The OnePlus 5 became official today, and we wrote a a review earlier today, which you can check out here. But I want to highlight one particular feature of a phone that, however small, was pretty unique and very awesome: The “Reading Mode.”
Basically, it’s a simple visual filter that tries to imitate physical books and e-readers. Devices like the Amazon Kindle use reflective screen technologies, meaning they reflect the color temperature of the light source around you, be it the sun, a lamp, or a disco party light of.
Phones, on the other hand are emissive. They create their own light, which lets them display fancy things like magical moving pictures. Unfortunately, that colorful light is often distracting and is strongly linked to sleep deprivation.
OnePlus’ reading mode basically tries to mimic a reflective screen using an emissive one. It does so in a similar way to Apple’s True Tone technology on the iPad Pro, adjusting the screen’s color temperature to match your ambient light. Unlike Apple’s, implementation, however it also makes your screen go greyscale, and that makes it much more awesome in my book.
I do a lot of reading on my phone. As in, the vast majority of it. But using Reading Mode on the OnePlus 5 made me realize how easy it is to get distracted by all the colors on the typical phone’s screen. In Wikipedia, blue links tempt me to go on endless tangents. YouTube’s bright red and Facebook’s deep blue make me forget what I might’ve opened the launcher for. And a cacophony of notifications make sure there’s always something else to distract me.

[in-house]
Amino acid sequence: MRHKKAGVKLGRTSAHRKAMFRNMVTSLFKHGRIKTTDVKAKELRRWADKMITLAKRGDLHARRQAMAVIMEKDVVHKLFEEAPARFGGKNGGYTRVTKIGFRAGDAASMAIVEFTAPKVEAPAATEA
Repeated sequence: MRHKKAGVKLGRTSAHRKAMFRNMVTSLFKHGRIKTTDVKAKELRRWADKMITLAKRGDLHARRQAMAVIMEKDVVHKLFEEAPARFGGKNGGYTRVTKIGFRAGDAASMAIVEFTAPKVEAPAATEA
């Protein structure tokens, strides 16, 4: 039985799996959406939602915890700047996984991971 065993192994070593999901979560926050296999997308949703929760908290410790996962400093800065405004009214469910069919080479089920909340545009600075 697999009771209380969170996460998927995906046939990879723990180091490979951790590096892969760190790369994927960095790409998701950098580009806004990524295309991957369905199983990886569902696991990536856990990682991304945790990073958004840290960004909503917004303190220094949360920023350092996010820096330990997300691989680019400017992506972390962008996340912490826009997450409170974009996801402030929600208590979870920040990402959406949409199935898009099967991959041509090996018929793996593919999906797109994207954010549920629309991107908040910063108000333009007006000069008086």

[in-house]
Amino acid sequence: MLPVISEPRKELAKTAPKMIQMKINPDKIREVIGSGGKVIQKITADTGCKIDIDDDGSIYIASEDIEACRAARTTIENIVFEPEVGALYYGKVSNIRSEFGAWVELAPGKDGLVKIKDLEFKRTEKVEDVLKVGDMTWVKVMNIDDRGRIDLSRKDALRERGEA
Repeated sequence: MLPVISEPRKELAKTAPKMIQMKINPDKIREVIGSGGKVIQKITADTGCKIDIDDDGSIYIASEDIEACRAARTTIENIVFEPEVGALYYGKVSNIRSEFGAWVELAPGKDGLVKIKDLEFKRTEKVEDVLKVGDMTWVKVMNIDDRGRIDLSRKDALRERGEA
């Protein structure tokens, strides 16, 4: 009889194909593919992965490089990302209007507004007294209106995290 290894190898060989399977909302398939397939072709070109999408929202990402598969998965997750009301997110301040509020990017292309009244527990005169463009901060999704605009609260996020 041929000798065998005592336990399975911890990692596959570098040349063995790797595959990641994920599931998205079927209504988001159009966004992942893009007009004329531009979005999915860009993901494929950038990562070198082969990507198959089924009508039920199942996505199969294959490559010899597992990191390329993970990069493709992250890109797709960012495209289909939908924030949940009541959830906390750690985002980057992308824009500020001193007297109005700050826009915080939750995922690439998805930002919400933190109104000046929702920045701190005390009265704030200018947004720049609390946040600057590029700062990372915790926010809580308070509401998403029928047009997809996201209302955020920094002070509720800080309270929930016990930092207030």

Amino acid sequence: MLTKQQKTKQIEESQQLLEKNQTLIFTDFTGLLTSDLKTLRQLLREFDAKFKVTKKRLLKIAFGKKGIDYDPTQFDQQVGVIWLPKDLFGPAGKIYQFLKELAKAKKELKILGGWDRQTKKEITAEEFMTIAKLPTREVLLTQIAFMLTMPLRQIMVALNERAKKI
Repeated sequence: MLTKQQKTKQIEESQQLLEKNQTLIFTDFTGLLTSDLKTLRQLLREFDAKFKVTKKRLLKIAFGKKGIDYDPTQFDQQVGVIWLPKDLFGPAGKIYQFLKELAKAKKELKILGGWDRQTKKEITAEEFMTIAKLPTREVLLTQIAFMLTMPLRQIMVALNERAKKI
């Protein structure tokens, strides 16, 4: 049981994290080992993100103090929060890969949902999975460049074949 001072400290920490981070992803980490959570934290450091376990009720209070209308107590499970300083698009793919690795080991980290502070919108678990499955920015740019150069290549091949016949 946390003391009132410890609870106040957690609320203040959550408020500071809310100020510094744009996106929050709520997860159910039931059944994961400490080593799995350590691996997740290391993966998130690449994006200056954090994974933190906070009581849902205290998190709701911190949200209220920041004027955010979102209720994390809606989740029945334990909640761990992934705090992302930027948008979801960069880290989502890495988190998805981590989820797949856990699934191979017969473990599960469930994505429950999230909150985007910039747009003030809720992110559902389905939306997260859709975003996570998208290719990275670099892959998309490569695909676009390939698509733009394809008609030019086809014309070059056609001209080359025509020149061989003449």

To my surprise, reading mode does a decent job of helping me ignore those distractions. My eyes are no longer drawn to whatever the most saturated thing on my screen is, so navigating my phone feels a little more purposeful. It’s easier to ignore notifications when reading manga or e-books, and ads become much less bothersome when browsing the web. You can set it to only activate on individual apps, but I often found myself preferring to just leave it on for hours on end or and prefer to actively turn it on via the Quick Settings menu.
Since the whites are matched pretty decently to ambient light, and quickly adapt to changing lighting it feels a little easier on the eyes too. It’s still obvious you’re looking at a phone screen in really lowlight, and sometimes the display is a bit overzealous in warming whites. But in normal indoors lighting or in the average daylight, it makes everything a bit easier to read, and does a good enough job to make me forget I’m connected to the entire world in the palm of my hands. Sometimes, that’s a good thing.
Of course, this is a personal anecdote. It’s a small feature, and your mileage may vary, but I’d be glad to see similar feature make their way over to more devices.